What in your view is the solution to this conflict between music majors and new technology?
We are not advocating a full-blown "free for all". When corporations get involved, that could be dangerous. If there is no regard for copyright at all, major labels may take it upon themselves to steal music from a demo sent to them, without paying the artists for their services. It should be totally and completely the artists' call whether or not they want their music on these sites. The record companies should not be involved in this fight at all. I know some contracts have been worded in a way to strip new artists of their copyright.
File sharing is a great way to hear about new bands and up and coming artists whose labels cannot afford to get their sound on the radio because their music is not considered "radio friendly". We do not want to steal artist's rights. Various reports make it clear that free file sharing services have not affected CD sales. If anything they help the artist. I find it hard to believe that the RIAA is out to protect precious artist's rights. This whole thing is about money. The RIAA, which is basically five majors joined together in a cartel, is out to protect its money interests. They do not want anything to threaten their enormous profit margin. This issue was around when tapes were made available. It caused a huge stir in the industry and they wanted to eliminate them altogether. As we all know, in the end, tapes came and went, and the record companies made more money than ever. MP3s are modern-day mixed tapes.
Tell us about your experience with music companies. In what capacity were you employed with one? And what made you feel the whole system was unfair?
I took a job as director of A&R with an independent record label in Southern California. When reviewing the contracts given to artists I found that artist earnings were minimal. The reasoning for high pricing was that they had "to protect the label against major losses incurred by artists who flop in the market." My response: Stop signing one hit wonders and go back to basics, sign talented artists true to their craft. Mathematically it was almost impossible for the artists to recoup any advances and costs from their royalty percentage. After many private talks with label executives, I learned this was a common practice and they received the outline for their contracts from a major record corporation. Most labels do, however, let the artist keep most if not all revenue received from touring and merchandising. The label was also involved in bootlegging practices. Needless to say I resigned for ethical reasons.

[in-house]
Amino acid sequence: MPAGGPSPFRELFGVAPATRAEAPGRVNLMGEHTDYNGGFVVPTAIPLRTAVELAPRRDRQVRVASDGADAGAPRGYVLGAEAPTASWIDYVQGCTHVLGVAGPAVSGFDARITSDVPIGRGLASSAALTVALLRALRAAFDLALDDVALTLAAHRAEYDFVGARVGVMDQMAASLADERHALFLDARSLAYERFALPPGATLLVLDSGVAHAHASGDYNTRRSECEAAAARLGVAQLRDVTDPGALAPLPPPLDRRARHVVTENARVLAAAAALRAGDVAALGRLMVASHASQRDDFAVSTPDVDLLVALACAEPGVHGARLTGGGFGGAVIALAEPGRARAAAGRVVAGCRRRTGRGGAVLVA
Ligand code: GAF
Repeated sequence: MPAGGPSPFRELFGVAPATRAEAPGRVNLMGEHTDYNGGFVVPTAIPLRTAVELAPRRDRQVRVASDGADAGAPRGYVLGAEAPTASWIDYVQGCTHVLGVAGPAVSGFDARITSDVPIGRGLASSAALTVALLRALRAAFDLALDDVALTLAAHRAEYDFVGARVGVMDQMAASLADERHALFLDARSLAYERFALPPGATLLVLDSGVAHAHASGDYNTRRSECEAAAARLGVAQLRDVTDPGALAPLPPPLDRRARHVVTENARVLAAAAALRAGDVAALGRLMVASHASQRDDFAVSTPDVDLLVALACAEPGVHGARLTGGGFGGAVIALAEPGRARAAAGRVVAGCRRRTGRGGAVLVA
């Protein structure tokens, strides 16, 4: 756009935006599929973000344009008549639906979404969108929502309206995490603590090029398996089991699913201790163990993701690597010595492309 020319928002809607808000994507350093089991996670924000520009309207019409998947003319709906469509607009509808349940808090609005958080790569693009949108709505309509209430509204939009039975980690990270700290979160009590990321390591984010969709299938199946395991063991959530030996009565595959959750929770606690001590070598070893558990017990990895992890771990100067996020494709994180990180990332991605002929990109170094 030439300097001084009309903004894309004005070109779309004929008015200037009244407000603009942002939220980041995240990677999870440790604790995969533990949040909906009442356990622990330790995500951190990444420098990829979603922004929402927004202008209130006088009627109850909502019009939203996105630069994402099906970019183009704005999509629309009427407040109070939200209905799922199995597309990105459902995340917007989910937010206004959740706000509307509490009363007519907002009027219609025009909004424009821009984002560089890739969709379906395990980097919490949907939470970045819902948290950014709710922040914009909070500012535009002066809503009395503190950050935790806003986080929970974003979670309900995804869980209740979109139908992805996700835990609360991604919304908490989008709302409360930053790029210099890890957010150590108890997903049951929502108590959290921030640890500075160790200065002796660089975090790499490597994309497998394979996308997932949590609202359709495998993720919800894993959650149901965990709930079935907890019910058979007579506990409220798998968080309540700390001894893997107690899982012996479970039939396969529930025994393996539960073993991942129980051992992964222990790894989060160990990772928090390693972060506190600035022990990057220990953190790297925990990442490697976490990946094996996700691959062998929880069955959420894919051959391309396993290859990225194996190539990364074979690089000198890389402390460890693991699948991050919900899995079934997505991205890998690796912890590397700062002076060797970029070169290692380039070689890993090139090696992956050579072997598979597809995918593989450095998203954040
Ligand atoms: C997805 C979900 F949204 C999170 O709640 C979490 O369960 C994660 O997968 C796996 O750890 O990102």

We are not out to steal from the hard working artist. We fully support going to concerts and even paying inflated ticket prices. We are tired of paying upwards of 20 dollars for a CD that only has 2 good songs on it and the rest are fillers. We are tired of being forcefed mediocre actors posing as musicians on radio and on music videos. We are tired of being trained what to like and what to buy. If the RIAA wins this battle, who is to say they won't go after local bands singing cover songs? In their view, that is also copyright infringement. This is not only a fight against the exploitation of the musical art, it is a fight against corporate take-overs of our constitutional rights.
Posted on 4 June 2002